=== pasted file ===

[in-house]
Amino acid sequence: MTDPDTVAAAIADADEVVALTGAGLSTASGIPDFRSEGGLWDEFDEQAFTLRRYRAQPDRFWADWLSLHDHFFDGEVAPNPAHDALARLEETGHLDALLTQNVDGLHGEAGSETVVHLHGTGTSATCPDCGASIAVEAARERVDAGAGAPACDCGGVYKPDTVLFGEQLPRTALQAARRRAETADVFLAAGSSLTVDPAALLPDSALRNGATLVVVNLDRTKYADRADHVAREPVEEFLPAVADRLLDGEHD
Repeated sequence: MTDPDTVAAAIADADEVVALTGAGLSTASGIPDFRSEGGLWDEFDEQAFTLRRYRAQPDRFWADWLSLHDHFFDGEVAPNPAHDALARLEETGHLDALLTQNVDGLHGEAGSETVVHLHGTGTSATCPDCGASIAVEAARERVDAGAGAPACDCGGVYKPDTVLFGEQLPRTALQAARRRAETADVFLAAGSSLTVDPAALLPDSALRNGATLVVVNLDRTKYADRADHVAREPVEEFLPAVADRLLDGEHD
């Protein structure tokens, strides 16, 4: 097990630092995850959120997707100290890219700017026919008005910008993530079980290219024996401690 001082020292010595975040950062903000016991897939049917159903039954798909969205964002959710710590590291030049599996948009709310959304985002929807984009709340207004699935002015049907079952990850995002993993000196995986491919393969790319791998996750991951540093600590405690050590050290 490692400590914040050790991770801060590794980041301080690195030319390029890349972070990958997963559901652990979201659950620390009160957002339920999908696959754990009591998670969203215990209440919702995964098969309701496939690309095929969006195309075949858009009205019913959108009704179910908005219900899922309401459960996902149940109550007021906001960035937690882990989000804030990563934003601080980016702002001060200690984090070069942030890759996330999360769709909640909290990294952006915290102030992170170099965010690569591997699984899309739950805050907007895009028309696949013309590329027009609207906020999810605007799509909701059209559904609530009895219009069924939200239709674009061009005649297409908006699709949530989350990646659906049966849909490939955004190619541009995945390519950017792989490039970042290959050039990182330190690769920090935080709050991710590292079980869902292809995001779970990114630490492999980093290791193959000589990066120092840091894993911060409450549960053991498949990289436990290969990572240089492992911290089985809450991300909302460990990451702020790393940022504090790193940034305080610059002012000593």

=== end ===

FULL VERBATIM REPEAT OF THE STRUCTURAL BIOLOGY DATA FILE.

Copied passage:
[in-house]
Amino acid sequence: MTDPDTVAAAIADADEVVALTGAGLSTASGIPDFRSEGGLWDEFDEQAFTLRRYRAQPDRFWADWLSLHDHFFDGEVAPNPAHDALARLEETGHLDALLTQNVDGLHGEAGSETVVHLHGTGTSATCPDCGASIAVEAARERVDAGAGAPACDCGGVYKPDTVLFGEQLPRTALQAARRRAETADVFLAAGSSLTVDPAALLPDSALRNGATLVVVNLDRTKYADRADHVAREPVEEFLPAVADRLLDGEHD
Repeated sequence: MTDPDTVAAAIADADEVVALTGAGLSTASGIPDFRSEGGLWDEFDEQAFTLRRYRAQPDRFWADWLSLHDHFFDGEVAPNPAHDALARLEETGHLDALLTQNVDGLHGEAGSETVVHLHGTGTSATCPDCGASIAVEAARERVDAGAGAPACDCGGVYKPDTVLFGEQLPRTALQAARRRAETADVFLAAGSSLTVDPAALLPDSALRNGATLVVVNLDRTKYADRADHVAREPVEEFLPAVADRLLDGEHD
């Protein structure tokens, strides 16, 4: 097990630092995850959120997707100290890219700017026919008005910008993530079980290219024996401690 001082020292010595975040950062903000016991897939049917159903039954798909969205964002959710710590590291030049599996948009709310959304985002929807984009709340207004699935002015049907079952990850995002993993000196995986491919393969790319791998996750991951540093600590405690050590050290 490692400590914040050790991770801060590794980041301080690195030319390029890349972070990958997963559901652990979201659950620390009160957002339920999908696959754990009591998670969203215990209440919702995964098969309701496939690309095929969006195309075949858009009205019913959108009704179910908005219900899922309401459960996902149940109550007021906001960035937690882990989000804030990563934003601080980016702002001060200690984090070069942030890759996330999360769709909640909290990294952006915290102030992170170099965010690569591997699984899309739950805050907007895009028309696949013309590329027009609207906020999810605007799509909701059209559904609530009895219009069924939200239709674009061009005649297409908006699709949530989350990646659906049966849909490939955004190619541009995945390519950017792989490039970042290959050039990182330190690769920090935080709050991710590292079980869902292809995001779970990114630490492999980093290791193959000589990066120092840091894993911060409450549960053991498949990289436990290969990572240089492992911290089985809450991300909302460990990451702020790393940022504090790193940034305080610059002012000593």